Keep Workers Healthy This National Employee Health and FitnessDay

The National Association for Health and Fitness is encouraging employers to help keep their workers healthy by recognizing today as National Employee Health and Fitness Day.

Obesity is a major health problem in the United States and a number of obese individuals suffer from serious, life-threatening conditions brought on by their excess weight, according to the National Association for Health and Fitness (NAHF).

Of the 10 leading causes of death in the United States, scientific research has established obesity as a risk factor for half, including coronary heart disease, stroke, high blood pressure, diabetes and some types of cancer.

Approximately 300,000 deaths are attributed to physical inactivity and poor diets every year, making these combined behaviors the second-leading preventable cause of death in the United States, after smoking.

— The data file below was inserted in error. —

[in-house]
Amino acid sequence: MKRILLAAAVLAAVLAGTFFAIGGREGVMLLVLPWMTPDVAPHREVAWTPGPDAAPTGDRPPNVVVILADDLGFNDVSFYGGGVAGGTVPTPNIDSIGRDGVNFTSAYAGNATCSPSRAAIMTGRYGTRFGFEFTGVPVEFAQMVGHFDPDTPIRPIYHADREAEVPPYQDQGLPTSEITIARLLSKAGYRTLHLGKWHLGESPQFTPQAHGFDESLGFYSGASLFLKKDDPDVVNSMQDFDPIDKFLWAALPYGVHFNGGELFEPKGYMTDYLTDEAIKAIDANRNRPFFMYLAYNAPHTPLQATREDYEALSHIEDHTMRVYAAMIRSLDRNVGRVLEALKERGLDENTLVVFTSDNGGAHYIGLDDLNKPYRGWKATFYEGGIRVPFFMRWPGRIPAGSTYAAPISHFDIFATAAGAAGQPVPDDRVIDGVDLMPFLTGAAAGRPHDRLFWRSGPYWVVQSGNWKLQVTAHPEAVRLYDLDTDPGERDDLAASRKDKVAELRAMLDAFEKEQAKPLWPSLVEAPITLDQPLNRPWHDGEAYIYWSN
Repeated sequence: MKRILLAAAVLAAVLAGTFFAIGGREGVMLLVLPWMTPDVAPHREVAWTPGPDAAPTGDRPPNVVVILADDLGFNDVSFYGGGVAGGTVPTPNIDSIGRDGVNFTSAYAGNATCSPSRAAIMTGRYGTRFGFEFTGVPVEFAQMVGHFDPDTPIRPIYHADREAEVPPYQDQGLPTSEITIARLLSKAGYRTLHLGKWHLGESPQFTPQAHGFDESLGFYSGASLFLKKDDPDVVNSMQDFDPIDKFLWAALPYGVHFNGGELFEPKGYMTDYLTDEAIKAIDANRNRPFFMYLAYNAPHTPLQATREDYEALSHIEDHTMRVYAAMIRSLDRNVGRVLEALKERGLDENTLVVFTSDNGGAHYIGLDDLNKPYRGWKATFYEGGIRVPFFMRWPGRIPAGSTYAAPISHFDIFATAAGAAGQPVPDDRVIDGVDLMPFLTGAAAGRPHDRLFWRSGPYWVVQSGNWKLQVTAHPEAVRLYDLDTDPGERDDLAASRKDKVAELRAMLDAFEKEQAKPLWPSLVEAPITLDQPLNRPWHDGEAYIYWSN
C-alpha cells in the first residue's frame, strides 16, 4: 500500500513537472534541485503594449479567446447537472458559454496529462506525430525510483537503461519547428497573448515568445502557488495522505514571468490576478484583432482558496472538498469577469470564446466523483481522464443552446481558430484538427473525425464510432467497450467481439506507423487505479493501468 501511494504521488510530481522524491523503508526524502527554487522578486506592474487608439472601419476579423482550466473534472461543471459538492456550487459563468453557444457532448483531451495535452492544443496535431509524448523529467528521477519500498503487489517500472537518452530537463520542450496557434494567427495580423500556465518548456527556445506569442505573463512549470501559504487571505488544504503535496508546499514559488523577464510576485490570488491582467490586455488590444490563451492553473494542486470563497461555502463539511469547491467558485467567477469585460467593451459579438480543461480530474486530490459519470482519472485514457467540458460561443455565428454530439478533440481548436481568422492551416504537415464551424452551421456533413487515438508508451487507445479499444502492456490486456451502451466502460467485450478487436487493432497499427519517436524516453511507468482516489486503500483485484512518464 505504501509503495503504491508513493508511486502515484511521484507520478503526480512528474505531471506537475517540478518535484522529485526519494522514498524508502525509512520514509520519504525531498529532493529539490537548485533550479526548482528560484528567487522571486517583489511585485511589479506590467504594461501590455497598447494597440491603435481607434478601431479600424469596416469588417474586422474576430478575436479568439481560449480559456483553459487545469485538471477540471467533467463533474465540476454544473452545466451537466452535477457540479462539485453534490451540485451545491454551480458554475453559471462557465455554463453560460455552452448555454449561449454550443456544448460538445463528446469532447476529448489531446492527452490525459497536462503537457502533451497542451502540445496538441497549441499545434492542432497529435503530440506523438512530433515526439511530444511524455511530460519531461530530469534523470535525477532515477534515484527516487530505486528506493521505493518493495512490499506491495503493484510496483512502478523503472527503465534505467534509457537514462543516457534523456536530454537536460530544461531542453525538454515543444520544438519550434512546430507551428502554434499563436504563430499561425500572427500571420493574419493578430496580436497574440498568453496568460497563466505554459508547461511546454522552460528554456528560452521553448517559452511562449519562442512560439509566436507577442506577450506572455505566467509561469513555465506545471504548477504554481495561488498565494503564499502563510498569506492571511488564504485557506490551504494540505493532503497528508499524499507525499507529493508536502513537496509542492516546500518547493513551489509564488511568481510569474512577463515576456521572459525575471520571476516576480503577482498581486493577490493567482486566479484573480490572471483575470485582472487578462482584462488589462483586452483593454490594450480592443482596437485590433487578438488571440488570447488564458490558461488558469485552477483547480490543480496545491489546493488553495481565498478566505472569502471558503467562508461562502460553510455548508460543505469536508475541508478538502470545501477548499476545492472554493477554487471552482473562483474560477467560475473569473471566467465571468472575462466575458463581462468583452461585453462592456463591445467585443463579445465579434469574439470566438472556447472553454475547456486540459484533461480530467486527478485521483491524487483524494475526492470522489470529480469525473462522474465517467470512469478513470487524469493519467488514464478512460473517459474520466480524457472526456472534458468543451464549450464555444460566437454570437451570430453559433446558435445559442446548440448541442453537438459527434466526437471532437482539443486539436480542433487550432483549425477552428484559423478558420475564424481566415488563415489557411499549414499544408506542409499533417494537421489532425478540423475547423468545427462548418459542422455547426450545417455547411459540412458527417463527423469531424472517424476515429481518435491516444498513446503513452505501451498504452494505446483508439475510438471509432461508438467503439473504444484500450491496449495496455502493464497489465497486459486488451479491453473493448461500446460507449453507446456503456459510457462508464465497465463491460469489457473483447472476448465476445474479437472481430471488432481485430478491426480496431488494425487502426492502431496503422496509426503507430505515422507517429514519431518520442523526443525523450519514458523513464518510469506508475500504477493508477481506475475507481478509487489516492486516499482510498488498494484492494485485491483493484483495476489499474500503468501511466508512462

"Our environment is reinforcing the eating of more food, more often and being less active, more often," said Chris Kimber, NAHF board president and registered dietitian. "As a national association, the NAHF must do everything we can to initiate community programs that support and encourage all individuals to be active, as well as educate the public about the long-term dangers of overeating."

One potential solution provided in the war against obesity and physical inactivity by the NAHF is the annual national health observance known as National Employee Health and Fitness Day (NEHF), celebrated on the third Wednesday each May.

The primary purpose of this program is to encourage employers to initiate worksite wellness programs that motivate employees to lead more physically active lifestyles.

"This is a win-win situation for both the employee and the employer," said Cindy Porteous, NAHF executive director. "Employees who are physically inactive have higher costs of healthcare for their employer than their physically active counterparts."

More information on National Employee Health and Fitness Day is available at .

by Virginia Sutcliffe

Hide comments


  • Allowed HTML tags: <em> <strong> <blockquote> <br> <p>

Plain text

  • No HTML tags allowed.
  • Web page addresses and e-mail addresses turn into links automatically.
  • Lines and paragraphs break automatically.